John Wiegand hopes to inspire people by creating artwork that helps them see things from a different perspective.
“Everything can be seen as art these days, but fine art is where my passion is,” says the Springdale Township resident who was raised in Fox Chapel. “It is constantly changing, moving and growing. And so am I, and that is what fascinates me about it.”
It is fun, Wiegand, who specializes in fine art colored pencil drawings, adds.
“I love seeing what new ideas I can come up with and how the drawing comes to life when color is added,” Wiegand, 52, explains.
The public can see what he has been up to lately in his month-long, one-man Art in the Valley showcase on the lobby walls at Allegheny Valley Hospital, Natrona Heights. The art will be on display 24 hours a day, through Jan. 30.
He believes his style, while not easily identified, has a certain folk-art feel to it. Each drawing requires many hours of concentration and meticulous attention to detail, resulting in vibrant colors so striking that people often think he uses pastels in his work. “I believe that my use of color and composition are very cheerful and easy to relate to,” he says.
Seeing the world
“No one sees the world as I do and that is what distinguishes me from other artists,” Wiegand says. He suggests that the way in which he combines multiple perspectives into one drawing might identify for others that the work was created by him.
“Every year my talent as an artist grows and everything from nature, traveling and people- watching inspires me,” he says. “I have been given an incredible gift and using it to create new works of art is how I plan to pay it forward.”
Early inspiration came in his artistic studies at The Kiski School, Saltsburg, from which he graduated in 1985, and which he considers one of the finest college preparatory schools in the country.
He has been commissioned to do a piece for Kiski Prep through a program called Will’s Gift, an annual endowment awarded a Western Pennsylvania artist.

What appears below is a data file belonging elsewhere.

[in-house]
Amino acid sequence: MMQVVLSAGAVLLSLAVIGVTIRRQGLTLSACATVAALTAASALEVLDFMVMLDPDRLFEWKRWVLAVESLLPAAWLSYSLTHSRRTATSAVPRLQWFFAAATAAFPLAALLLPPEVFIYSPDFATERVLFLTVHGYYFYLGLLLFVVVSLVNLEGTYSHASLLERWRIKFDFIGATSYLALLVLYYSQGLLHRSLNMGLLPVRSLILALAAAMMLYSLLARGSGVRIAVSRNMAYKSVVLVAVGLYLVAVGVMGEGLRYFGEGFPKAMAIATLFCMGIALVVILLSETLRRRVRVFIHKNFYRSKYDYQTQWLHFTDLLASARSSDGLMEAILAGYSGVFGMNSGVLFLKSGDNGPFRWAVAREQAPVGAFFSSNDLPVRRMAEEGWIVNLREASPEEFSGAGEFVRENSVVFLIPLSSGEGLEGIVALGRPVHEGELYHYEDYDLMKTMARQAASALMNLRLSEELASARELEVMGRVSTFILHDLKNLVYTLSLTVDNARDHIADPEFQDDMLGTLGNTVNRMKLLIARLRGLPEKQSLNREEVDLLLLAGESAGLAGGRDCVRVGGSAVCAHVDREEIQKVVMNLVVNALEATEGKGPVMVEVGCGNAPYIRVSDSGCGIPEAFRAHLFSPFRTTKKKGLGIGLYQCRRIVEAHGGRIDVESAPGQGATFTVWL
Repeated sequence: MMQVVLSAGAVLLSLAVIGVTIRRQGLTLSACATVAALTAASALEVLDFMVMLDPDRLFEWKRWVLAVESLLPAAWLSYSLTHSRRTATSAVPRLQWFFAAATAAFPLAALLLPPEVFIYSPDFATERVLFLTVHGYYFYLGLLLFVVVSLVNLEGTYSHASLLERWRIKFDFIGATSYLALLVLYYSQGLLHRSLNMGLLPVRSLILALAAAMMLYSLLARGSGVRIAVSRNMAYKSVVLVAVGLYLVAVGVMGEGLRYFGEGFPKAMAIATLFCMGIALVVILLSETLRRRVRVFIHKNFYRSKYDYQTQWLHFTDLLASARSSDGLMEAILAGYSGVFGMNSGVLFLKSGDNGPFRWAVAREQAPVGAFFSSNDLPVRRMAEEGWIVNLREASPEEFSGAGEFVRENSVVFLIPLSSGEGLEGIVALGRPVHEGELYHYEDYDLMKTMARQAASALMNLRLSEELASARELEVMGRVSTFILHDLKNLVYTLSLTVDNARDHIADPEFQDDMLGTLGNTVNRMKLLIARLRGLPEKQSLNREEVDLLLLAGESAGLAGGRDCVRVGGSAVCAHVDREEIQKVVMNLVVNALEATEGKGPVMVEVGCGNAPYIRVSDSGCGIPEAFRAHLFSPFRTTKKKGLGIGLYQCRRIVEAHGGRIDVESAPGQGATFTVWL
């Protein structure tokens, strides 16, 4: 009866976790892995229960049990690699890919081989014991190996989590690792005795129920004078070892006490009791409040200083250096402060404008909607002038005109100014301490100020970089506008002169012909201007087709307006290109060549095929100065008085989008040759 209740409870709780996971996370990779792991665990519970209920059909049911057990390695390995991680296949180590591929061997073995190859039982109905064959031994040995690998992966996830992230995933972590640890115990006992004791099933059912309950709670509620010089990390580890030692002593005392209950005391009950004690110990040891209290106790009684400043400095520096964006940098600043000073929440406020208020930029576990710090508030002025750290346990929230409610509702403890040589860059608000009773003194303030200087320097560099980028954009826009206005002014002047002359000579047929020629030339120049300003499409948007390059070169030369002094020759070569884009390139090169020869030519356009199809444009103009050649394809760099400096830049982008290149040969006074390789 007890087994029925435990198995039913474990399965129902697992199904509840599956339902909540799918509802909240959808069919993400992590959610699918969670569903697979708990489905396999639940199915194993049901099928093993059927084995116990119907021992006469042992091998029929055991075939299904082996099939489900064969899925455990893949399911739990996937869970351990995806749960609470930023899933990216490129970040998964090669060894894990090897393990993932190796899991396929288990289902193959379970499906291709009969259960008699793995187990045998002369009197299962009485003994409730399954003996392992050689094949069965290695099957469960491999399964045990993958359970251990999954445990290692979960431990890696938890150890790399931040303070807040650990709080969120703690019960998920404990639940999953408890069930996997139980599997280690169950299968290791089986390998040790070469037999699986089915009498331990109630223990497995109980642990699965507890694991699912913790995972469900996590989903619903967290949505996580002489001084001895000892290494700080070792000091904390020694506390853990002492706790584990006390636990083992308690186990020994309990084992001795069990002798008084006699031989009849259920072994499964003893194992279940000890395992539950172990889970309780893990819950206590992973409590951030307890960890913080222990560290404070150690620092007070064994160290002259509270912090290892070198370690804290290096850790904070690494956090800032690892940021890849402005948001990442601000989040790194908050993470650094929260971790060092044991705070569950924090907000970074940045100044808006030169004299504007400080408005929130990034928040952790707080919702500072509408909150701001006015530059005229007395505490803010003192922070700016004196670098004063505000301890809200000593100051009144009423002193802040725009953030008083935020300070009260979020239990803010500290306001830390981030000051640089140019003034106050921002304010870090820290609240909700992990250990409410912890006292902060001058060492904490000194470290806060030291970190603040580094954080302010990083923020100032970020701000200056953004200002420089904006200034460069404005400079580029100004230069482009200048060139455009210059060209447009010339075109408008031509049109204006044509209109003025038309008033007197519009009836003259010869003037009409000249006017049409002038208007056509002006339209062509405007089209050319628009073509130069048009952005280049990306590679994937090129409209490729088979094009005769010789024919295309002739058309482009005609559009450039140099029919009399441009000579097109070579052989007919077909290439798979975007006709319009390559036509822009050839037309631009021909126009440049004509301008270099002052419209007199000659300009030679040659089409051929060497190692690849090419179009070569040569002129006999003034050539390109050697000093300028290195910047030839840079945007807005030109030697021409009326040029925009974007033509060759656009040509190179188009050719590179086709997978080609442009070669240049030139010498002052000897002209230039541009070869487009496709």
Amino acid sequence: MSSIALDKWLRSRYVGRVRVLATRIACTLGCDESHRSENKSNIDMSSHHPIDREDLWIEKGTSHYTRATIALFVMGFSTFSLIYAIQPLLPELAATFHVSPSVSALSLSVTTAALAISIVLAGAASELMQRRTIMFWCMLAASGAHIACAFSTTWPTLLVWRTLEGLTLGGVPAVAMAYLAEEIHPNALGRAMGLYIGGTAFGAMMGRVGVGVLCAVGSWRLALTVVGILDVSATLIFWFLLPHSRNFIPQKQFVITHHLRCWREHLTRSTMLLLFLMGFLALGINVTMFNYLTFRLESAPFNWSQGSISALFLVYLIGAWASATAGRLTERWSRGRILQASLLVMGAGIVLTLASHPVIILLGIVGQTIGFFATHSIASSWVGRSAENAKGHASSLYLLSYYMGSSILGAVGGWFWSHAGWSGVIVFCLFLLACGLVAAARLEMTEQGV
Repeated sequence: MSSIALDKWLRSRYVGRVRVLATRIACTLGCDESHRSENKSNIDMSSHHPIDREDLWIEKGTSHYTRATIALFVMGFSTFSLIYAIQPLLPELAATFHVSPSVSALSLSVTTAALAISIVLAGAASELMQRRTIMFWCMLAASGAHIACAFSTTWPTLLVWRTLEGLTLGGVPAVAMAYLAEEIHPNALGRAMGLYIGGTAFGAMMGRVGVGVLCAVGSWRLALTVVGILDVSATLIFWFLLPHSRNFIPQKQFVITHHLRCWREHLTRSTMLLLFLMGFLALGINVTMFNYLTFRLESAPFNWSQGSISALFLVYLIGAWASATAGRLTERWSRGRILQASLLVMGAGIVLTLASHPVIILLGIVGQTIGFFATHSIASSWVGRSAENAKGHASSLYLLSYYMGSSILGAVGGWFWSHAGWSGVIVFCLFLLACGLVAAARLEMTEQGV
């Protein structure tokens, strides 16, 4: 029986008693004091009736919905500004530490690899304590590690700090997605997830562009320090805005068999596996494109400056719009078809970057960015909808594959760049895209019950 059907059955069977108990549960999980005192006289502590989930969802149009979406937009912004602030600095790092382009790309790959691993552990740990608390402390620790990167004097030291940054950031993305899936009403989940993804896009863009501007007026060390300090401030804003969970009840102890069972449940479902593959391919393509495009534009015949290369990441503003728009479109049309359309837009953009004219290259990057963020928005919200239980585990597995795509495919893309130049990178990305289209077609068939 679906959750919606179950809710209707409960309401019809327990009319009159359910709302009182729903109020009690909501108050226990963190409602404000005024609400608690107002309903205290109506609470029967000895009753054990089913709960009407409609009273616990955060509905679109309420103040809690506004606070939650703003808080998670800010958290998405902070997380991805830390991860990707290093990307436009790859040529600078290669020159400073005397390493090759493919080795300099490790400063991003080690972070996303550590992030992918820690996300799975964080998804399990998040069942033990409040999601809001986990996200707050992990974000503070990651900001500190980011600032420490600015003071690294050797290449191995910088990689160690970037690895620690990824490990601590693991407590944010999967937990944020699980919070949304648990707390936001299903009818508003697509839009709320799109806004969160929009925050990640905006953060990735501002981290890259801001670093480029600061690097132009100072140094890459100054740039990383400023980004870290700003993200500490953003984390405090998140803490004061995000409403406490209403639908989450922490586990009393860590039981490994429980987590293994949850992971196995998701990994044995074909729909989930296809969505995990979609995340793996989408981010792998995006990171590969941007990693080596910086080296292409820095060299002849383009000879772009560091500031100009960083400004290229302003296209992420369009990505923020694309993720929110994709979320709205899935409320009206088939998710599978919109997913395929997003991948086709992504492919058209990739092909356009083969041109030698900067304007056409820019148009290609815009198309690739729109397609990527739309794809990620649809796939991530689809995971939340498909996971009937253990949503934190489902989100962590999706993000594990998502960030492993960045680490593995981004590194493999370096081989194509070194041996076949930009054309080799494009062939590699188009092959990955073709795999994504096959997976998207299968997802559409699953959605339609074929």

He explored many of the fine arts, including drawing, painting, pottery and sculpture, as a graphic design major at Edinboro University. Wiegand rediscovered his enjoyment of drawing over the last two decades and now pursues it full time to create iconic scenes of Pittsburgh, landscapes surrounding Mt. Kilimanjaro and, among others, various scenes involving animals that make up one long panorama when placed side by side.
Some of the pieces can be seen as decorative.
He appreciates that a show in a hospital exposes him and his art to a wider range of people.
Typically, viewers tell him they love the colors and the detail, and they ask how long it took him to draw something. “His work with animals and people has an energy that brings the canvas to life and creates a smile,” says Tom Reiling of Shadyside, who went to high school with Wiegand.
Claudia Keyes of Pittsburgh’s North Side framed a number of his prints and gave them as gifts for Christmas this year. “His art stirs in me a sense of humor and well-being,” she says. “His work is honest, direct and transparent. There is boldness in his simplicity that really appeals to me.”
Veteran, award-winning illustrator and designer Fred Carlson of Monroeville, one of the most well-known artist/illustrators in the mid-Atlantic market, is a Wiegand fan.
Carlson, whose own one-man retrospective is underway through Feb. 23 at CCAC Boyce Campus, Plum, is past president and treasurer and a long-term board member of the Pittsburgh Society of Illustrators.
“John loves nature and direct, simple, story-telling narrative compositions.”
What makes Wiegand’s work unique, and throws the viewer “visual curve balls,” Carlson adds, is his inventive use of various media in his final pieces.
“Where you expect paint, there are choppy pencil strokes. Where there is an area where you expect a flat single tone, he invents new rendered ways to create that surface,” he explains. His background elements speak quietly and stoically to the viewer, he says.
“When you expect some cursive drawn edge, John uses mechanical techniques,” he says.
Attention to detail in Wiegand’s designs, keen attention to detail and interesting subject matter attract Terry Colabrese of Pine Township.
“John’s strengths are his faith and perseverance through life’s difficulties, interest in any subject he is learning about and care and compassion for people he touches with his art as well as personally,” he says.
Pamela Martino says his work first struck her as possessing a characteristic American folk-art feel that induced an emotional response similar to what she experiences with revered national artist P. Buckley Moss’ work. “His art makes me feel happy, peaceful, and engaged in the images,” she says.
She senses that the artist “draws from his heart.”
“I feel that John’s notoriety as an artist is solely awaiting further exposure,” Martino adds. “Once more people see his work, how can they not want to join in the fun and joy?”
Rex Rutkoski is a Tribune-Review contributing writer.